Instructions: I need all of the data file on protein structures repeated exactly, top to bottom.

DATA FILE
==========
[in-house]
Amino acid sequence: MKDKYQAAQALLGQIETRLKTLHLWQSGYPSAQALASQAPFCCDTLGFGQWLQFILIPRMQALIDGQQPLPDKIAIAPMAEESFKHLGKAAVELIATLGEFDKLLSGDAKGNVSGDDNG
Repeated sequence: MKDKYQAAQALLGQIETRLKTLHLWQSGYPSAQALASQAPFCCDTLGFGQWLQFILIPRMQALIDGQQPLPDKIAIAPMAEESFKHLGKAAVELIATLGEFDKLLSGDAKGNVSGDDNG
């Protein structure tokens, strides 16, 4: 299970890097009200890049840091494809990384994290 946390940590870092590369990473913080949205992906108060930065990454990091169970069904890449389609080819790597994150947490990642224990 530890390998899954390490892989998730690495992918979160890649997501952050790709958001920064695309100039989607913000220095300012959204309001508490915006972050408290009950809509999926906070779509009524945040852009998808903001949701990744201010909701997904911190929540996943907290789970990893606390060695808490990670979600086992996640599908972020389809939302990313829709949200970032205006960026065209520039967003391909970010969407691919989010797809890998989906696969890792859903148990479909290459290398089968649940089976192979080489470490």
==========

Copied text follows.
[in-house]
Amino acid sequence: MKDKYQAAQALLGQIETRLKTLHLWQSGYPSAQALASQAPFCCDTLGFGQWLQFILIPRMQALIDGQQPLPDKIAIAPMAEESFKHLGKAAVELIATLGEFDKLLSGDAKGNVSGDDNG
Repeated sequence: MKDKYQAAQALLGQIETRLKTLHLWQSGYPSAQALASQAPFCCDTLGFGQWLQFILIPRMQALIDGQQPLPDKIAIAPMAEESFKHLGKAAVELIATLGEFDKLLSGDAKGNVSGDDNG
């Protein structure tokens, strides 16, 4: 299970890097009200890049840091494809990384994290 946390940590870092590369990473913080949205992906108060930065990454990091169970069904890449389609080819790597994150947490990642224990 530890390998899954390490892989998730690495992918979160890649997501952050790709958001920064695309100039989607913000220095300012959204309001508490915006972050408290009950809509999926906070779509009524945040852009998808903001949701990744201010909701997904911190929540996943907290789970990893606390060695808490990670979600086992996640599908972020389809939302990313829709949200970032205006960026065209520039967003391909970010969407691919989010797809890998989906696969890792859903148990479909290459290398089968649940089976192979080489470490």